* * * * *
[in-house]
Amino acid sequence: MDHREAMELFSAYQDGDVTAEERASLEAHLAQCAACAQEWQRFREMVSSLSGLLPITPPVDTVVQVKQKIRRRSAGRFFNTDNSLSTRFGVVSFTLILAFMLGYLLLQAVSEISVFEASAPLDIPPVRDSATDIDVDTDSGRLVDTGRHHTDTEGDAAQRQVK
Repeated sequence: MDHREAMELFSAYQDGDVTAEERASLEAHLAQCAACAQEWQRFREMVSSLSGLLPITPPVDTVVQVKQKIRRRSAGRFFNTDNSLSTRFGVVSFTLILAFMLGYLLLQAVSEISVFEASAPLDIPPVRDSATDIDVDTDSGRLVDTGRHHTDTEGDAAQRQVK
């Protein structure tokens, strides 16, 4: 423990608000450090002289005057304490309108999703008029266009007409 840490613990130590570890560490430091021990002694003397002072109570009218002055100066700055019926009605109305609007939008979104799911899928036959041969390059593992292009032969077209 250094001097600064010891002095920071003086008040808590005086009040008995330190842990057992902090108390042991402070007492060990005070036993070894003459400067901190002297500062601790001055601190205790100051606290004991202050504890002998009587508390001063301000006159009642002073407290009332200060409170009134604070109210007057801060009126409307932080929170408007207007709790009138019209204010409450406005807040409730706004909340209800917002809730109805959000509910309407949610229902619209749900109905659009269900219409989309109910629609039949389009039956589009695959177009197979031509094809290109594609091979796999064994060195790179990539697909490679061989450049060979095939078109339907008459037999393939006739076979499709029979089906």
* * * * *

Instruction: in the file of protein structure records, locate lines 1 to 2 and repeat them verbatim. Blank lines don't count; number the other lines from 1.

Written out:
[in-house]
Amino acid sequence: MDHREAMELFSAYQDGDVTAEERASLEAHLAQCAACAQEWQRFREMVSSLSGLLPITPPVDTVVQVKQKIRRRSAGRFFNTDNSLSTRFGVVSFTLILAFMLGYLLLQAVSEISVFEASAPLDIPPVRDSATDIDVDTDSGRLVDTGRHHTDTEGDAAQRQVK